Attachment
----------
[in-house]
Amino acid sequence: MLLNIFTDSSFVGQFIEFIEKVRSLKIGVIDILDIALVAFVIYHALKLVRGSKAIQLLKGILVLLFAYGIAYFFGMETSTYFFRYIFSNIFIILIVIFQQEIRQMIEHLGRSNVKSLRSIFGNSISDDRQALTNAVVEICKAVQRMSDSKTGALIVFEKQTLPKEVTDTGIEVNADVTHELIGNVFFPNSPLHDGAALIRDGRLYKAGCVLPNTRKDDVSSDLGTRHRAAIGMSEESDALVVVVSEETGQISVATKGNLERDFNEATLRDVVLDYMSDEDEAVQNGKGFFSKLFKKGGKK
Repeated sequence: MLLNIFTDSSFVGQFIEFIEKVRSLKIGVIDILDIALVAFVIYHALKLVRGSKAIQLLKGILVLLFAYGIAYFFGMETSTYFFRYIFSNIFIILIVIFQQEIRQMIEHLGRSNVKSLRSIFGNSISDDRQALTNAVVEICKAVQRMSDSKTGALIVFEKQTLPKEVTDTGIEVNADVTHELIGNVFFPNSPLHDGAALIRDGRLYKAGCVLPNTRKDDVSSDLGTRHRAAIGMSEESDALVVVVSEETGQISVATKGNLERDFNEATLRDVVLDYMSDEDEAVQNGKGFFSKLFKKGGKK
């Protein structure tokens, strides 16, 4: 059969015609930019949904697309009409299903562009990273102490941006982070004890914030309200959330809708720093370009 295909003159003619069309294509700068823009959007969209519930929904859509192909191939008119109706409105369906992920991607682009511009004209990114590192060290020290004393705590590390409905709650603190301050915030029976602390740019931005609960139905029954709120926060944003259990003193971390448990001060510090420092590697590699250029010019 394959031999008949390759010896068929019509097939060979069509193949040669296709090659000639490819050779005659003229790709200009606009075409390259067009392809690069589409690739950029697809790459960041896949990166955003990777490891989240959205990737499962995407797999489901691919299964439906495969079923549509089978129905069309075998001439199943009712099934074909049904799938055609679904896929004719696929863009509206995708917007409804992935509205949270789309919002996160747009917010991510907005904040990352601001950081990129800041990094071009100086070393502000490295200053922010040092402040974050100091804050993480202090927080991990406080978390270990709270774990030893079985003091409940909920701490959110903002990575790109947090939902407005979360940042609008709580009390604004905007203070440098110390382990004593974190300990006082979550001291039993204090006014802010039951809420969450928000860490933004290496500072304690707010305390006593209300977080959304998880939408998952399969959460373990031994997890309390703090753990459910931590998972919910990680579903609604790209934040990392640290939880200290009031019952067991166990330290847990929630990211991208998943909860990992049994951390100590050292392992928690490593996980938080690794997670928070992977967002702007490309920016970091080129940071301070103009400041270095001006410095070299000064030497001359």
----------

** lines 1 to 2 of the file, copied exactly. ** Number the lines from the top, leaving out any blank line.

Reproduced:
[in-house]
Amino acid sequence: MLLNIFTDSSFVGQFIEFIEKVRSLKIGVIDILDIALVAFVIYHALKLVRGSKAIQLLKGILVLLFAYGIAYFFGMETSTYFFRYIFSNIFIILIVIFQQEIRQMIEHLGRSNVKSLRSIFGNSISDDRQALTNAVVEICKAVQRMSDSKTGALIVFEKQTLPKEVTDTGIEVNADVTHELIGNVFFPNSPLHDGAALIRDGRLYKAGCVLPNTRKDDVSSDLGTRHRAAIGMSEESDALVVVVSEETGQISVATKGNLERDFNEATLRDVVLDYMSDEDEAVQNGKGFFSKLFKKGGKK